Thanks to @jenslody for finding this bug! This is the reason why many cannot make Magisk v13.1 run on your device, since selinux patching is a critical part in both Magisk's boot patch and boot sequence. Most victims seems to run on Marshmallow. If your device wasn't running v13.1, this release worth a shot

/sbin Re-link Fixes
One of the most important part in MagiskHide is the /sbin re-linking part. In previous versions there is a bug where the selinux context was set to a non-target folder, which casues some issues. Also, along with the bug fix, I also adjusted the context to match other files in the ramdisk, so that it might also eliminate a lot of weird issues (phone feature breaking non-related to Magisk) if MagiskHide is enabled. For one that I know is that HTC U11 users suffering the USB-C headphone jack adaptor malfunctioning should now be fixed.

Please Migrate Modules to v4!!
Currently, there is only few modules on the repo that has updated to the new template format. This release still WILL NOT block out v3 modules, but this will happen most likely when the next verison comes out. For the many module submissions on Github, please also update your module to the new template. Many thanks!!
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18th July 2017, 08:28 PM |#25  
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2017.7.18 Magisk v13.3
Google really doesn't want me to rest, let's just jump right into it, shall we?

SafetyNet
This update is pushed out earlier than I planned to do so, but apparently users cannot wait anytime longer for the SafetyNet fix lol. This time, the additional detections are fairly easy to figure out, some even cracked it before I even know the issue exists.
This particular change is still within my expectations; in fact, being the creator of Magisk, I personally have TONS of other ways to detect Magisk, apart from "package name" detection which I currently do not have an optimal solution, I can hide all the other methods (note: I'm no security expert, this is only MY point of view, a university student who can't stop coding). I won't go on and implement all the hiding techniques and put all my cards on the table though, Google will slowly add more and more detections, and I'll just update Magisk each time something breaks. I believe there is still a long way till I run out of ideas

Resetprop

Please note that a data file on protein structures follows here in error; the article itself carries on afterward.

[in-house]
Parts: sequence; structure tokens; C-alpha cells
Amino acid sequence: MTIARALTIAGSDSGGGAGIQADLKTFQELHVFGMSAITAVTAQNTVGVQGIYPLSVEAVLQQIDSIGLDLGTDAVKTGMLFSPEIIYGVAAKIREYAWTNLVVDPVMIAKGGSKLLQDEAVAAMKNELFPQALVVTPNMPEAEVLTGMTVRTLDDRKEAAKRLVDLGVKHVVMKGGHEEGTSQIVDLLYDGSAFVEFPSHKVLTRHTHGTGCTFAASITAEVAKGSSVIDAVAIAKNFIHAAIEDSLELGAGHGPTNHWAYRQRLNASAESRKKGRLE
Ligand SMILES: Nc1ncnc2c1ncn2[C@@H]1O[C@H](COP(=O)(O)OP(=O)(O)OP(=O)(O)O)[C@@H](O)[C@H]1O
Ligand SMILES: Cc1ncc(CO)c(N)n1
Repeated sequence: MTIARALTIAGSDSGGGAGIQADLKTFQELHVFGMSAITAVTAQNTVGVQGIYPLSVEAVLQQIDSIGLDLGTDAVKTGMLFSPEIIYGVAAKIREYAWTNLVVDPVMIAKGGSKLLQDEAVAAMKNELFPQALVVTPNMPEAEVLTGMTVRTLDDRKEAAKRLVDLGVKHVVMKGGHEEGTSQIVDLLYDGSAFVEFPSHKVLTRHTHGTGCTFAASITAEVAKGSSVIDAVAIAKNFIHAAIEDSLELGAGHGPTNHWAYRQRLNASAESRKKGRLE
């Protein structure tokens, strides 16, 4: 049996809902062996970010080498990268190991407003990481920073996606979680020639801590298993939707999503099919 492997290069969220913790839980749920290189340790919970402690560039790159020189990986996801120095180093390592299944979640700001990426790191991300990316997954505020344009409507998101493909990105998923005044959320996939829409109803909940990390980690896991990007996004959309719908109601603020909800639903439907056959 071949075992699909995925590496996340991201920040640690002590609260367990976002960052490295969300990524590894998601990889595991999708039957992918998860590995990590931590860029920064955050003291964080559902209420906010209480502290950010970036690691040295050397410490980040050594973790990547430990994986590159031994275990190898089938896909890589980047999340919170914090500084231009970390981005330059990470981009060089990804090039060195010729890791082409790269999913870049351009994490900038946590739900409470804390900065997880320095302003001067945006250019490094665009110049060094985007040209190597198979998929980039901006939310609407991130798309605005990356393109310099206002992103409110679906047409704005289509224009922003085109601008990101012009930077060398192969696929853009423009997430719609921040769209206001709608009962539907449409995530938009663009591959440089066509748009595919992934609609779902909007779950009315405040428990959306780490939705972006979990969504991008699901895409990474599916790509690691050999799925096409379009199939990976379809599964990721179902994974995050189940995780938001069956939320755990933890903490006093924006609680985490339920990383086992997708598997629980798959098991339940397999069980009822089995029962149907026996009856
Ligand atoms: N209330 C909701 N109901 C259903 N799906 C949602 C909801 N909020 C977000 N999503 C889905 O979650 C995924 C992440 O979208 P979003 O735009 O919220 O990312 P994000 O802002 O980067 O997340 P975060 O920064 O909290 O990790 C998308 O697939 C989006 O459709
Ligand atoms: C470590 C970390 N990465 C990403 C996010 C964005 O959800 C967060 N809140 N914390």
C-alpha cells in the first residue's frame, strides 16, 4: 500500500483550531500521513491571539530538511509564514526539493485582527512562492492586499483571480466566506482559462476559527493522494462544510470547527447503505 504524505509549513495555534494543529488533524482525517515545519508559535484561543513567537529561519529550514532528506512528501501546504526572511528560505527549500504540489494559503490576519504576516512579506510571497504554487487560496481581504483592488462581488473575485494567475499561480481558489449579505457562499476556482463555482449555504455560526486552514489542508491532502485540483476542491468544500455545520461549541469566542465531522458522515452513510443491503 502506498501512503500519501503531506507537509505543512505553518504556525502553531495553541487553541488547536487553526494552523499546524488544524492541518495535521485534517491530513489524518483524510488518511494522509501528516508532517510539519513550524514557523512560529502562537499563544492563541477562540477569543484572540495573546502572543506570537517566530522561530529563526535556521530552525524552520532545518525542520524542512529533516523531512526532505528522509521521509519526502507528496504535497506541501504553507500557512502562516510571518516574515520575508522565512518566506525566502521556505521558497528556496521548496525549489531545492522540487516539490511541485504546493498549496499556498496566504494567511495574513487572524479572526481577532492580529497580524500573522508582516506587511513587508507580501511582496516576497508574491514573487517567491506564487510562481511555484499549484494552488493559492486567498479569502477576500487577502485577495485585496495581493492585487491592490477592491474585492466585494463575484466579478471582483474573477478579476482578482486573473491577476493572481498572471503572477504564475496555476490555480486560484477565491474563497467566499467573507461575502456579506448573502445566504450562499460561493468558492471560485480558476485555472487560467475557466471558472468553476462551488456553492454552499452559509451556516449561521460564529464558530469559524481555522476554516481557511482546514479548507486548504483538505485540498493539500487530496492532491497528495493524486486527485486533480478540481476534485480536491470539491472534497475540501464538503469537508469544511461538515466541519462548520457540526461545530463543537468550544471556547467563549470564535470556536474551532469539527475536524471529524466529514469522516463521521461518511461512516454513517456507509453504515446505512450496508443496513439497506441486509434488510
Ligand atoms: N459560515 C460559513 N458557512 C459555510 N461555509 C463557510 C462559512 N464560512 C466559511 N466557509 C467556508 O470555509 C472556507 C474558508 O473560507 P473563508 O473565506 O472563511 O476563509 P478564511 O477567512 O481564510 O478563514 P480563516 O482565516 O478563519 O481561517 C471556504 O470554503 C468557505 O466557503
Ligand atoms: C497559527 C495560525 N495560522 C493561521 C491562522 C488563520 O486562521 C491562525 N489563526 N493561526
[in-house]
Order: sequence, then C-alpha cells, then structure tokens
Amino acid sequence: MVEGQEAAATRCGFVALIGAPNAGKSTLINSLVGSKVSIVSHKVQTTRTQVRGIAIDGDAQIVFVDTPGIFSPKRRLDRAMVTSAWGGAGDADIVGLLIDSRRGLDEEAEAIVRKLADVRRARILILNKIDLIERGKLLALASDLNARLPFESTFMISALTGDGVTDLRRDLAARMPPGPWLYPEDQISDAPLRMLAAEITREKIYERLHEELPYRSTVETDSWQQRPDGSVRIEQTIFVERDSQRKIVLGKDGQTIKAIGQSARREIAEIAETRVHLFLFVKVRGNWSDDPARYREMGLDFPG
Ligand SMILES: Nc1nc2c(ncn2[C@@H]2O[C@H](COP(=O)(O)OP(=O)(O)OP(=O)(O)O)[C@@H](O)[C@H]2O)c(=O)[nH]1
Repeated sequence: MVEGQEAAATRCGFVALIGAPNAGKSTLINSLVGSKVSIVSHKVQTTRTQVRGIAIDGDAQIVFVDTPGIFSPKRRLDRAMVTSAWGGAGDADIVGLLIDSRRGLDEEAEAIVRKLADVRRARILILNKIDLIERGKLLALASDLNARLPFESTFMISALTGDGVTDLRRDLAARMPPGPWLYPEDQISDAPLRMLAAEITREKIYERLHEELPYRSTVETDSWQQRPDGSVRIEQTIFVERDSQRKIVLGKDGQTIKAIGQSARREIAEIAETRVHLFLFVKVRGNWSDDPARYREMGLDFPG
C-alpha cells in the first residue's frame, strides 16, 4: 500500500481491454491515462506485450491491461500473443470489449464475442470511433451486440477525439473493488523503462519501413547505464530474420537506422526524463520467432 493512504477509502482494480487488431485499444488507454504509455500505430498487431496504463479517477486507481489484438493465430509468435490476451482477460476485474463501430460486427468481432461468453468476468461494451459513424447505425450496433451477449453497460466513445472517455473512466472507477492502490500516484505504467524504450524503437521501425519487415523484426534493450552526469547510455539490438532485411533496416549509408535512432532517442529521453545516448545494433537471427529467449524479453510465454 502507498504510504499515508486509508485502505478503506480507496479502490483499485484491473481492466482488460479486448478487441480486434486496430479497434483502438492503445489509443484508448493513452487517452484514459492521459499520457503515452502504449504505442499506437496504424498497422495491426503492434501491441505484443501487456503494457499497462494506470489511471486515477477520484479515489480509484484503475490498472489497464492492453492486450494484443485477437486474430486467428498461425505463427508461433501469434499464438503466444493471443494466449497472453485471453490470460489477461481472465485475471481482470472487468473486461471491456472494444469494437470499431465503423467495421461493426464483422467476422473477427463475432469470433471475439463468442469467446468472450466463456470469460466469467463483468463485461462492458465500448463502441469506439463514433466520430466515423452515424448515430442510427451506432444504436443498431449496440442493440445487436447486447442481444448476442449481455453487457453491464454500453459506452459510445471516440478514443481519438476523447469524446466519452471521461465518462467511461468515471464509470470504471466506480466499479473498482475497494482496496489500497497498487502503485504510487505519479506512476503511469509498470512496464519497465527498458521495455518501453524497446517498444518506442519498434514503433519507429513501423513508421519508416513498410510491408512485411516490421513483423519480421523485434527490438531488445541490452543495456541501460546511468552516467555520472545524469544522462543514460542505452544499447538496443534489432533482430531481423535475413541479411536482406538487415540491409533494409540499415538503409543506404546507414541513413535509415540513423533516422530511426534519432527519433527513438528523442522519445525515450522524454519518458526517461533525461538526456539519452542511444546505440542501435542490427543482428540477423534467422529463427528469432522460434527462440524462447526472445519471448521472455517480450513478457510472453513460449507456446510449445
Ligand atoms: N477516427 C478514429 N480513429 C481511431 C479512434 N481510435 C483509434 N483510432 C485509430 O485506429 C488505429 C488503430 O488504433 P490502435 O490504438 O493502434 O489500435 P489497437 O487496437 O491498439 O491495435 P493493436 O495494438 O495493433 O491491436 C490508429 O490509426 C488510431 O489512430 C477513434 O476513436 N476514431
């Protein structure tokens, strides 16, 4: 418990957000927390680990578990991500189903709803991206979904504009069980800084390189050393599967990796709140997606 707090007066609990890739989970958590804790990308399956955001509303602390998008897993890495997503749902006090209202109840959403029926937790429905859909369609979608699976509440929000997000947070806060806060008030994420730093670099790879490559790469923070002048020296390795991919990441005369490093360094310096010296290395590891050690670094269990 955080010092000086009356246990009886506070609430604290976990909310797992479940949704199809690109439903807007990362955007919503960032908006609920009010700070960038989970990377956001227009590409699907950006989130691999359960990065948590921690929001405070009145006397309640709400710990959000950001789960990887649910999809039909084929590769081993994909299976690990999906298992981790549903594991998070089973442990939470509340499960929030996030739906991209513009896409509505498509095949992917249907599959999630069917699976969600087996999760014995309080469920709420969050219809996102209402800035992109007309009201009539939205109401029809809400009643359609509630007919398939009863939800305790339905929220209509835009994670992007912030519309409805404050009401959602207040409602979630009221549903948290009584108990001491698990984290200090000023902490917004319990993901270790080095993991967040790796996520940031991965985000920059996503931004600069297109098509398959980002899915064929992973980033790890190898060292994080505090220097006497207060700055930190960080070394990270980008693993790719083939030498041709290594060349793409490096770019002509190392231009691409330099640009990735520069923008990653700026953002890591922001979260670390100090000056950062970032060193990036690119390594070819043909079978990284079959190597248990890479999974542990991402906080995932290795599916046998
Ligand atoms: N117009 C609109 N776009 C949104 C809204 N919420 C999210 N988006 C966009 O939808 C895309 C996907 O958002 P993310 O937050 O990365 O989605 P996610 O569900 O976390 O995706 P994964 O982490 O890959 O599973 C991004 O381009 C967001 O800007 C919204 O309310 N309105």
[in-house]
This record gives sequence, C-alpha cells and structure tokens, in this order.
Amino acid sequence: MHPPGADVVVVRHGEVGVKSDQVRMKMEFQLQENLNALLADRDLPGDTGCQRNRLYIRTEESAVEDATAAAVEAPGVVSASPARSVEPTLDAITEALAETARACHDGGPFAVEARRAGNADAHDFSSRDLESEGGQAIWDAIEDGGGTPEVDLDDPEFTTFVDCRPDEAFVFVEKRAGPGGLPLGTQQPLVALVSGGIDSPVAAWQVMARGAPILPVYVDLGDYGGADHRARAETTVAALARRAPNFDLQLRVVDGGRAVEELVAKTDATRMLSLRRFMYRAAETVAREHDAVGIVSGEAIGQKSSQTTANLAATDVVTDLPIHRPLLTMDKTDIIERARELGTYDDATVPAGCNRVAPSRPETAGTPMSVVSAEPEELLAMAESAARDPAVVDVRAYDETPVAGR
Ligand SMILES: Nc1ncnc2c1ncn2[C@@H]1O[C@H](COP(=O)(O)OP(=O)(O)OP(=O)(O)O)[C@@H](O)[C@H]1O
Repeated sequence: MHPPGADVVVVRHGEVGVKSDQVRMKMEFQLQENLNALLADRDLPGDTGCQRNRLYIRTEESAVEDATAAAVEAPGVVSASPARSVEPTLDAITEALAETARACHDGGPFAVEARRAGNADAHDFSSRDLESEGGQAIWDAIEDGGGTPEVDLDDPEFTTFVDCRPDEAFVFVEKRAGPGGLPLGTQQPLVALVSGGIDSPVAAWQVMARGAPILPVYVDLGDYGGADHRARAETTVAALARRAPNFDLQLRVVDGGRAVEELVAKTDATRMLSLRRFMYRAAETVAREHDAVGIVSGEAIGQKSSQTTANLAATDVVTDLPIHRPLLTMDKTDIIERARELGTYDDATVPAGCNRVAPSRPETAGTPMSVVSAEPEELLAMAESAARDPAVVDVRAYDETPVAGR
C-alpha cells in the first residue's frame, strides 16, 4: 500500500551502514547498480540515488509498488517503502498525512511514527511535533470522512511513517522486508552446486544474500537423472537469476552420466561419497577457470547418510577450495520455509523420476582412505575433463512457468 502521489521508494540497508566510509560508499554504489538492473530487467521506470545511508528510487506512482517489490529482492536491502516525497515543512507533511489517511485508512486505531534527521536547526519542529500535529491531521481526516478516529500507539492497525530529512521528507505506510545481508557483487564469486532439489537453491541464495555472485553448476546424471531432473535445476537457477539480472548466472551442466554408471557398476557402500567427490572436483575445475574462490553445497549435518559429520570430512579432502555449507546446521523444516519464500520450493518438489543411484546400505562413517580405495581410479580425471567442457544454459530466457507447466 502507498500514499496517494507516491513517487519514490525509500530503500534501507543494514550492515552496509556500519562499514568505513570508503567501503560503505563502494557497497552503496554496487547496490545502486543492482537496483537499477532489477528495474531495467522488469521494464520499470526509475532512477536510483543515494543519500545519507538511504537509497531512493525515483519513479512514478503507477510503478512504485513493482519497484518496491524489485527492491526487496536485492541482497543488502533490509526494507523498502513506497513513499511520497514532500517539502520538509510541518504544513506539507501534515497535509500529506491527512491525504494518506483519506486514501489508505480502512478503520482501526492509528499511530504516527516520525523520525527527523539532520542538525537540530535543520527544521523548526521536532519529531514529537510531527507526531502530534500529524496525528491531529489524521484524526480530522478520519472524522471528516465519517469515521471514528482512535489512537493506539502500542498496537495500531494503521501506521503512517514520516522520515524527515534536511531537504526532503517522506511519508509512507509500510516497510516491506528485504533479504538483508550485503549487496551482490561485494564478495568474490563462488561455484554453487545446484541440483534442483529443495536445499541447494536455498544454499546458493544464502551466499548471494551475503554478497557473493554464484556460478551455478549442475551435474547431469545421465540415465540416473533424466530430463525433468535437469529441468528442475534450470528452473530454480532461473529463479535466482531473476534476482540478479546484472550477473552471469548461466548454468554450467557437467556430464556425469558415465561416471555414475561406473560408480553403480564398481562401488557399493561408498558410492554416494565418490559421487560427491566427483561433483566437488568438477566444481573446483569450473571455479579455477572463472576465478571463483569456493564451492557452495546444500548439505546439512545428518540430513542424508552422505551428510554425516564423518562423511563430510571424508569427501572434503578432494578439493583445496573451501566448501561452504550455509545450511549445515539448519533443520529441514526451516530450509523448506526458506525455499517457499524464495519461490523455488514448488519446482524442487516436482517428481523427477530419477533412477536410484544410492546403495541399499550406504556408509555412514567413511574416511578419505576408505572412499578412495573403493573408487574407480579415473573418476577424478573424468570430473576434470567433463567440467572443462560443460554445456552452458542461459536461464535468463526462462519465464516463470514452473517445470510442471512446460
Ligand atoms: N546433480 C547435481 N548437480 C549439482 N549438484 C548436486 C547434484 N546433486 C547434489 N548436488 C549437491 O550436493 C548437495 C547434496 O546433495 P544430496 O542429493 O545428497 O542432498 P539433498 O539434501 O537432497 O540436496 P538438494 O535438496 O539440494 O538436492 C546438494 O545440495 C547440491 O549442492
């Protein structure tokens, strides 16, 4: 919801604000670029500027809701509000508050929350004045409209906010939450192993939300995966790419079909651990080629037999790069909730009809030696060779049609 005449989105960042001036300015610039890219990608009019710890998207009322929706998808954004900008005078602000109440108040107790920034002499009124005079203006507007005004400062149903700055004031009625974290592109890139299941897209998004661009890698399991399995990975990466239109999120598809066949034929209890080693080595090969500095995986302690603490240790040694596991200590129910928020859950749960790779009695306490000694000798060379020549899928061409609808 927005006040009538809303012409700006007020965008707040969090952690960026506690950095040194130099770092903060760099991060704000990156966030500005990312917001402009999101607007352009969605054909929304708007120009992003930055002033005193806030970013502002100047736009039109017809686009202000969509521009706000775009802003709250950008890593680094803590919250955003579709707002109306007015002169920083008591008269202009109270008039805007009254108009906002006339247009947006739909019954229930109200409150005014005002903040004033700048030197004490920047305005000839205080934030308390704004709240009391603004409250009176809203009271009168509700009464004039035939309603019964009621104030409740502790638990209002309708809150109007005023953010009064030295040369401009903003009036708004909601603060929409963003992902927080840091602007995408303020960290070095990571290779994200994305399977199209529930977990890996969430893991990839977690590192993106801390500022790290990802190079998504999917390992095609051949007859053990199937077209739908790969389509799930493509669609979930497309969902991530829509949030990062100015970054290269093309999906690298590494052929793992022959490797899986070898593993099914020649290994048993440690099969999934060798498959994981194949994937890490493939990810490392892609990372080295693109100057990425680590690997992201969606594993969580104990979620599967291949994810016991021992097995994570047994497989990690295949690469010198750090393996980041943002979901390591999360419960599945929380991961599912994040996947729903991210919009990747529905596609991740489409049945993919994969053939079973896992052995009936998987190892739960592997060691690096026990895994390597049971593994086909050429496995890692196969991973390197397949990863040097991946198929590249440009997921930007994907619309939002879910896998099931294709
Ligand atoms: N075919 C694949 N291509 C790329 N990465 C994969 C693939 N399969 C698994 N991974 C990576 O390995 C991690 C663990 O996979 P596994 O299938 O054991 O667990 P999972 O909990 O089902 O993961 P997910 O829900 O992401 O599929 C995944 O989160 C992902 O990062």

Google is targeting system props this time, resetprop FTW! The init process will record all start up services and set a property for each to indicate the state of the service. Well, we'll just parse through all props, and remove those which Google doesn't like! Something worth noting though, previously deleting props only happens in the memory, so the props disappears immediately, but persist props will actually stick for the next reboot. Resetprop is updated to support completely eradicating persist props when using its delete command, and the "-n" flag can give you the option to only modify the data structure within memory without actually touching anything.
The uninstaller is also updated to remove all persist prop it left behind.

Magisk Manager
The big thing here is actually Magisk Manager! I have massively rewritten a lot of portions of the code, mostly under-the-hood changes. However, there is a feature I always wanted.
You can already enjoy the new flashing log screen if you upgrade Magisk Manager before upgrading Magisk through the application!
A video is always better than a million of words, check it out with your own eyes

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19th July 2017, 09:51 PM |#26  
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2017.7.20 Magisk Manager v5.1.1
Here comes the update of Magisk Manager to fix the notorious "app cannot start" issue. Fun fact: this issue is not even my fault!

According Posix Standards, a line in Unix is defined as a sequence of characters following a terminating <newline> character. So what this means is that if the last line of the file does not end with a newline, technically speaking the text file is not "ended". Magisk Manager didn't handle this situation, so it simply hangs there while parsing an improperly formated module.prop file, since it cannot find the end of the file. Magisk Manager will now handle this properly, so things should work just fine!